Note that permits are needed to enter the park. You need to carry your own tents, sleeping bags, stove and utensils. Guides and porters are essential. Biodiversity Tourism and Community Advancement, GHNP, Sai Ropa (Contact: Gopal Krishna, Cell: 09418282148, a local NGO, can arrange guides and equipment.
Tirthan Valley is also a great starting point for one-day treks in its verdant surrounds, through small, quaint villages and towards beautiful vistas.
The Dingcha and Tinder Hike starts from Gushaini, and goes up till the local village of Tinder. The trek to Dingcha is slightly steep and can take about two hours to complete. But it is worth it, as Dingcha offers a fantastic panoramic view of the Tirthan Valley. On the way back, you can cross the village of Ropa, and stop by for lunch in Tinder.
The Nohanda-West Hike, also called the Himalayan Villages Hike, starts from the village of Pekhari, and the trail goes through several other villages, including Lakcha and Nahin, with spectacular views of the GHNP.
The hike to the Park gate goes along the Tirthan River, crossing a few traditional villages and deep forests, and can last up to five hours, so it is best to head out early and plan out your breaks. At the park gate, there is a campsite where you can have lunch.
Serolsar Lake is feasible via Jalori Pass. Hence, for this one-day trek, you will first need to take a jeep to Jalori Pass, and then walk for two-three hours till you reach the mountain lake. Upon your arrival, the trip will seem immediately worth it when you gaze out at the crystal-clear waters. The sight is nothing short of heaven.
Tirthan Valley also offers plenty of activities for the adventure enthusiast, including rafting, rappelling, river crossing, rock climbing and even trout fishing. These activities are organised by the Himalayan Ecotourism association. Everything you need will be provided by the organizers, so all you need to bring is some courage.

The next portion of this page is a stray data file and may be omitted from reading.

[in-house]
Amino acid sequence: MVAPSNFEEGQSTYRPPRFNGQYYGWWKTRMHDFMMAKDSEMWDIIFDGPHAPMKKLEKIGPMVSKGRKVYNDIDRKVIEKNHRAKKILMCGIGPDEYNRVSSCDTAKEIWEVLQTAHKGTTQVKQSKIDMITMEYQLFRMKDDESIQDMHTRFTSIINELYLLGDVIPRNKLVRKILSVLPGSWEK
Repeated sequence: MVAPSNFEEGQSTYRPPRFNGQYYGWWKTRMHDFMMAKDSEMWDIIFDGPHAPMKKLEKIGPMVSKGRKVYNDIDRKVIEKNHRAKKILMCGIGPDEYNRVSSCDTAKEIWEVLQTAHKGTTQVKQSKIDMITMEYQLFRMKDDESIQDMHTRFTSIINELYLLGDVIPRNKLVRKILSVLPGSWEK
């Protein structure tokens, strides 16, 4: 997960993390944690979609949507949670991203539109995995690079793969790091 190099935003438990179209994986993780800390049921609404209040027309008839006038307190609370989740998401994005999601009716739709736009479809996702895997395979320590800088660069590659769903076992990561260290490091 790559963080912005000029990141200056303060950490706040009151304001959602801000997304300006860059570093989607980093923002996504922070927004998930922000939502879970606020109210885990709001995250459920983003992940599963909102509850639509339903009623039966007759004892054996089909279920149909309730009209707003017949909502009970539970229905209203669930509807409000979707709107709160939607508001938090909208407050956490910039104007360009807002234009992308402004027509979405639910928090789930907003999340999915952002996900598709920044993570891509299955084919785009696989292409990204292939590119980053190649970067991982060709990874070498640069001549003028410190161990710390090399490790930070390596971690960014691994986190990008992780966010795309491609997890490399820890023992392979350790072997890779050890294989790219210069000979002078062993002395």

Where to stay and eat
You can set up your tents at the camping sites close to the streams. Outside the GHNP are the Ropa Forest Complex with five rooms and Forest Rest Houses in Shangher and Shakti village, with two rooms each. Or stay at the Sai Ropa Forest Rest House (Tariff: INR 500-1,500; www.nivalink.com/hotel/sairopa). All these can be booked at the Park Office (Tel: 01902-265320).
For Sainj treks, there are PWD rest houses at Banjar and Larji. Or try the Sainj Forest Rest House (DFO Banjar Tel: 01903-221226; Tariff: INR 480) or Bandal Rest House (Tel: 01902-222486; Tariff: INR 480).
Mungla has two hotels: Trishla Homestay (Cell: 09418149155, 09459013720; Tariff: INR 1,000-2,000; www.trishlahomestay.com) and Guesthouse. These are both owned by the president of local village panchayat and he is a helpful host. If you go during the peak season (public holidays, May-June), it is better to book in advance.
Your other stay alternative is Raju’s Cottage (Cell: 09459227375, 09418149808; Tariff: INR 3,500), in Gushaini. It is more expensive than Trishla, but you won’t be disappointed. The room tariff is inclusive of all meals.
Diehard anglers may opt to stay at The Himalayan Trout House (Tel: 01903-225112, Cell: 09418128383; Tariff: INR 2,400-4,000; www.mountainhighs.com) at Nagini, which has eco-cabins and mud huts.